Mill wrote: »
I'm trying to figure out what purpose is served by hiding information on the drugs used in an execution. Do the idiots seriously believe that if the public knows, they'll start getting cases where friends, relatives or cronies of death row inmates start smuggling in something to counteract the drugs used for an execution. It's just all around shitty. I guess we'll have to hope that SCOTUS does the right thing, since they're hearing a similar case in their next session.
RICHMOND, VA – The Virginia House of Delegates Committee on Appropriations presented its proposed amendments to the 2014-2016 biennial state budget Sunday. The House budget proposal sets aside $99.5 million for a future rainy-day fund deposit, eliminates $10.2 million in fees and $42.5 million in debt proposed by Governor McAuliffe, and provides funding for pay raises for state police, state employees, teachers and state-supported local employees.
Richmond, Va. - This afternoon, at Democrats' behest, the Senate adopted a series of strongly pro-environment amendments that resolved substantial issues with SB 1349. The bill, introduced by Senator Frank Wagner (R-Virginia Beach), freezes base rates for Dominion customers over a five-year period and gives the company an increased level of stability as it works to comply with new EPA regulations - but stakeholders had raised serious concerns relating to the environmental impact of the bill and its lack of accountability. Democrats secured improvements that addressed many of those concerns, adding (among other changes) a path that would help utilities increase their use of clean solar energy; removing ideologically-charged language that could have slowed our transition to clean, renewable energy; and clarifying that certain existing oversights and reviews will remain in place. The final bill passed on a vote of 32-6.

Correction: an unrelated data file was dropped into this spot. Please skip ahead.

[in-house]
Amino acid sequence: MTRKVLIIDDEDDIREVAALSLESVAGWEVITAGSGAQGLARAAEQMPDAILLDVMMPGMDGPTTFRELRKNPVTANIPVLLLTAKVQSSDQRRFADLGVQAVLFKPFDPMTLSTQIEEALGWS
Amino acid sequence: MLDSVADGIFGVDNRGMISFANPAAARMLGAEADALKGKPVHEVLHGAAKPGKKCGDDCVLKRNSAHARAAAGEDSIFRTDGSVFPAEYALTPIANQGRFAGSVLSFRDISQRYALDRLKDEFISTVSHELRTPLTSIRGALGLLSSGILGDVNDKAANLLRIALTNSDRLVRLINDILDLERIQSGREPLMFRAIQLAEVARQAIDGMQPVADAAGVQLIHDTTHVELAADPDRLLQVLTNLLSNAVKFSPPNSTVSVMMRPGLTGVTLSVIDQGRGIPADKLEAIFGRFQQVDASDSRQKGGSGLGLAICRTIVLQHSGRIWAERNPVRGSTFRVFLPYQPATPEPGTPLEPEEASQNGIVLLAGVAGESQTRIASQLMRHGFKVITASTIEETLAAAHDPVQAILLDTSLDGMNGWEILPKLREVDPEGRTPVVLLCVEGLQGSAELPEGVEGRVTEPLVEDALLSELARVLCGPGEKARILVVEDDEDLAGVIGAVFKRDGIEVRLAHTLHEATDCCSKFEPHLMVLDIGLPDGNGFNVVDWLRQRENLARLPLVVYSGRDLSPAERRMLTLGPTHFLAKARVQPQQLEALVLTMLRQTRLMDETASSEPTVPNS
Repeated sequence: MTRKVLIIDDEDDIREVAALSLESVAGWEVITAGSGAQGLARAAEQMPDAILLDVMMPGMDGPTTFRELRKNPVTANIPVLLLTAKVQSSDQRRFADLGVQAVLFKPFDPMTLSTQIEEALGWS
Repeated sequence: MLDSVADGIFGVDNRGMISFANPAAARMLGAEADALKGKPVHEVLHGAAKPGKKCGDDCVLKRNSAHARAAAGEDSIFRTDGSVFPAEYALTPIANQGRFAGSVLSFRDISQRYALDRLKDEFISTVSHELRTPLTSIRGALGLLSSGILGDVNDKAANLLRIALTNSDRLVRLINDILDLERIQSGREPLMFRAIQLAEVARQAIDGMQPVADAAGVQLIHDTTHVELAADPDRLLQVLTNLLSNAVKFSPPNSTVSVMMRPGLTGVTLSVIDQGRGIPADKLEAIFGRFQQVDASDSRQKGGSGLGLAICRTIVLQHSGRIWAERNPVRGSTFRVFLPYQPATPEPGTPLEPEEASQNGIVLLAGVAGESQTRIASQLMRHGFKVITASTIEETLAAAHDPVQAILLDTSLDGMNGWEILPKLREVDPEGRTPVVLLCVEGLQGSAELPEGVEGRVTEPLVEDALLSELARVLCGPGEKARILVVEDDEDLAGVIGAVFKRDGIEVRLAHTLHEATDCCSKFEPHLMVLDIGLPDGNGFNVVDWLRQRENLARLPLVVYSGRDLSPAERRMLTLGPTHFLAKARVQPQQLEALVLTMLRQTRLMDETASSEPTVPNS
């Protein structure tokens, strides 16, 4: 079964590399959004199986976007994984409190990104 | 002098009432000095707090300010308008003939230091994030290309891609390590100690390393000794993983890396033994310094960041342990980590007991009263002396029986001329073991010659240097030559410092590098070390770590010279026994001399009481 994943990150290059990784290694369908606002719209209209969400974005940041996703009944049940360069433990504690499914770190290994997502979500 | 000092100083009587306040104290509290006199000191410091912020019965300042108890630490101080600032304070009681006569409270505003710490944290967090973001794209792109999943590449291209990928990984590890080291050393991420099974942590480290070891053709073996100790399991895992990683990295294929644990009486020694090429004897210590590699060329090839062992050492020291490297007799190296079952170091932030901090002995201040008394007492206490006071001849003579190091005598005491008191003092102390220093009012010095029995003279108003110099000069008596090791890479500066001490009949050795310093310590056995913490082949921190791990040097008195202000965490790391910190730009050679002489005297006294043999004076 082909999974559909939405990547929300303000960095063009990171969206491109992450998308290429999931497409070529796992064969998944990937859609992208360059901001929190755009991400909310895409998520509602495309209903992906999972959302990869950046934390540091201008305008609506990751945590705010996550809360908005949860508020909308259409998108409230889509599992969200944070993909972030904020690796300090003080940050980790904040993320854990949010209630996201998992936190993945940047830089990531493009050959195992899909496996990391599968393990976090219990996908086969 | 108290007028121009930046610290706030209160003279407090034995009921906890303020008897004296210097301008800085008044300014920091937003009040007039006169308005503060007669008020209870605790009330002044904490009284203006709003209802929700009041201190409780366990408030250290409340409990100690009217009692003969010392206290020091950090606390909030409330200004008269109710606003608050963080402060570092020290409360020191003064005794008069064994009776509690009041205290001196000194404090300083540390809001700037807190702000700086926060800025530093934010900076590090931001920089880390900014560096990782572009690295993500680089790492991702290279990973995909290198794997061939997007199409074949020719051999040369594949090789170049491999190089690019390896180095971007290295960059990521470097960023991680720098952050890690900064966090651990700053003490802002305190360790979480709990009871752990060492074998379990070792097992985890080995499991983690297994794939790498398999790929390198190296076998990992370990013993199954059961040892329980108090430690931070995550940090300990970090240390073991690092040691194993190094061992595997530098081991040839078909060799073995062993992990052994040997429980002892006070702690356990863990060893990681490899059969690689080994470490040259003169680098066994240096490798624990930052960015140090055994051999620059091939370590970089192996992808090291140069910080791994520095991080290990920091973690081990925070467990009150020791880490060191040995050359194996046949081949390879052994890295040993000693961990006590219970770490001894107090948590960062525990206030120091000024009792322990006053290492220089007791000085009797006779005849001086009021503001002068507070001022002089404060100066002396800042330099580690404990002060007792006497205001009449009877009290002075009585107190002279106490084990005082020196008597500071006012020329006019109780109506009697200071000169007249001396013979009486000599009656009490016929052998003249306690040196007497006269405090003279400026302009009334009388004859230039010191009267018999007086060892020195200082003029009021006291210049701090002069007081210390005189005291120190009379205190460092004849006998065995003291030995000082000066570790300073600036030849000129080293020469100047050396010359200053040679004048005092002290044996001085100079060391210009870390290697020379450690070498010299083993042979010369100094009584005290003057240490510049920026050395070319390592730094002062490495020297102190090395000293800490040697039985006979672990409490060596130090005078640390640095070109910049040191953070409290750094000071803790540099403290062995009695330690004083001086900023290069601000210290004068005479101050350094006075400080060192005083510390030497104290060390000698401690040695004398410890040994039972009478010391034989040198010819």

Speaking to the amended bill on the Senate Floor, Senator Donald McEachin (D-Henrico) said: "We have created the opportunity for more solar power in the Commonwealth of Virginia than has ever been had before. That is progress. Is it as far as some of us would like to go? Is it as far as I would like to go? No, it's not. But it's progress, it is verifiable progress, you cannot deny that we have made progress in that area, it is a good thing that we have done today... Today has been a great day for the environment and that's why it's a good day for Virginia."
Senator Kenny Alexander (D-Norfolk) said, "When we started, there were some concerns about the bill. One of the things that I had concerns about was whether or not we had more solar, whether we had more energy efficiency, whether we would truly cut emissions and whether we freeze the base rate. But the important thing was whether or not we would have continued oversight from the State Corporation Commission. And now we do.[...] So today is a good day and I want to thank all of those who were involved and especially this Caucus for helping with the amendments."
In a statement released to reporters earlier this afternoon by the Southern Environmental Law Center, SELC Director Cale Jaffe said, "As Virginians work to build a new, clean energy economy, we need to take advantage of job-creation opportunities in solar energy and energy efficiency. The version of Senate Bill 1349 that passed the Senate today does just that. Senator McEachin deserves immense credit for bringing all stakeholders together to deliver real progress. Thanks to Senator McEachin's hard work, the legislation that passed today will create more jobs right here in Virginia in the solar and energy efficiency industries."